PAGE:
Crystal River deemed endangered
REDSTONE – American Rivers on Tuesday named the Crystal River among America’s Most Endangered Rivers, shining a national spotlight on the threat dams and water diversions pose to spectacular recreation and fish and wildlife habitat.
Various conservation and elected officials gathered at the river, at a spot south of Redstone, Tuesday for a press conference held in conjunction with the announcement.
“The America’s Most Endangered Rivers report is a call to action to save rivers that are facing a critical tipping point,” said Matt Rice, Colorado conservation director for American Rivers, in a prepared statement.
The Crystal River, which flows into the Roaring Fork River at Carbondale, is threatened with a hydropower dam and 4,000 acre-foot reservoir between Redstone and Marble; a significant water diversion from Avalanche Creek, the largest tributary to the Crystal; and a hydropower dam and 5,000 acre-foot reservoir on Yank Creek, a tributary, according to American Rivers.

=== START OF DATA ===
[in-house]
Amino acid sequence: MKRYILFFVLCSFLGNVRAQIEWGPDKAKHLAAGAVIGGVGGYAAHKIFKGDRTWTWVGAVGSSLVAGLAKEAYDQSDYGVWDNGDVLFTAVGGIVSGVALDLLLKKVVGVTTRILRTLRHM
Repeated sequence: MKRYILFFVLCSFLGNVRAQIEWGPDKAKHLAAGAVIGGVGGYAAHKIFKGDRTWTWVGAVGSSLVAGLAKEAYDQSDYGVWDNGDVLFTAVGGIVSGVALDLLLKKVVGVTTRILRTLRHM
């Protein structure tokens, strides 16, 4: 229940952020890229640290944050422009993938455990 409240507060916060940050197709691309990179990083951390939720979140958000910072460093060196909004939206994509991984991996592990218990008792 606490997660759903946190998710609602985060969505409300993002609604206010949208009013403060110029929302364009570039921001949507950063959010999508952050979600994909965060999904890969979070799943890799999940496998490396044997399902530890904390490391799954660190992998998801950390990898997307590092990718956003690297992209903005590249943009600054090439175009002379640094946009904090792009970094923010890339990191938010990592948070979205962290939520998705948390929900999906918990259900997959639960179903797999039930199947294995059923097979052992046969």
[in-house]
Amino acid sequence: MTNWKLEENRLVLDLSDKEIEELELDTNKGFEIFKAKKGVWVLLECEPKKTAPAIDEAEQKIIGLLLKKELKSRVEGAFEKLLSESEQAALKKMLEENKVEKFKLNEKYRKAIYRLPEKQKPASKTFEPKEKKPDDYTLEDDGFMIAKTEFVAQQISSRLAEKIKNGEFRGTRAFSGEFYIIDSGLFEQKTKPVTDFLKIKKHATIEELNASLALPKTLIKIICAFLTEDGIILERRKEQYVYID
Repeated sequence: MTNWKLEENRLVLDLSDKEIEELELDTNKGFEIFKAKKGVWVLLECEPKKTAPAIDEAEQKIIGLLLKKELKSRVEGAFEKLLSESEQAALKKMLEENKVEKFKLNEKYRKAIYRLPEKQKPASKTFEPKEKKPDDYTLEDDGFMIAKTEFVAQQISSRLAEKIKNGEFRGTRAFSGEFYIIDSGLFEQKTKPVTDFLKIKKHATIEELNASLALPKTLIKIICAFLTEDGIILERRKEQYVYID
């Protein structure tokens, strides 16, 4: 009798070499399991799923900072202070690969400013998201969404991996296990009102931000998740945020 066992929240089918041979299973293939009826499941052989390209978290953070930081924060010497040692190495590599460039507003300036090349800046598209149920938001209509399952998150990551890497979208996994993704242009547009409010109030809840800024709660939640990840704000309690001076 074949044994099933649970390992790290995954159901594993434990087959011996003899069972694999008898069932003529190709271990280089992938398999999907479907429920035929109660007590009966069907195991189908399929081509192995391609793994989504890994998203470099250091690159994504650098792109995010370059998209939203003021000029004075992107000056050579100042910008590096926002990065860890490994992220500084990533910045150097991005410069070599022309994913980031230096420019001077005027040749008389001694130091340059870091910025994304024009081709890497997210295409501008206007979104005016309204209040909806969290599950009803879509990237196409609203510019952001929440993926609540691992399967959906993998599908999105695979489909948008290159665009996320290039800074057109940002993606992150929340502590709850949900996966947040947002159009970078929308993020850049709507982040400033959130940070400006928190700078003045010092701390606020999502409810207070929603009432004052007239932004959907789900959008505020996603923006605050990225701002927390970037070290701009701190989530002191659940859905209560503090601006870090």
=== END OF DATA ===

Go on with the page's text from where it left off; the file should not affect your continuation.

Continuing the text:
The proposed projects will substantially degrade the river and the surrounding area. Fish, wildlife and habitat will be diminished and the scenic qualities of the river valley – along with recreation and related economic values – will be degraded, said the organization.
American Rivers and its partners called on local water districts to reject the dam proposals and support federal Wild and Scenic River designation for the Crystal River, while embracing more efficient and cost-effective water supply solutions.
For more on Tuesday’s announcement, see Wednesday’s Aspen Times.
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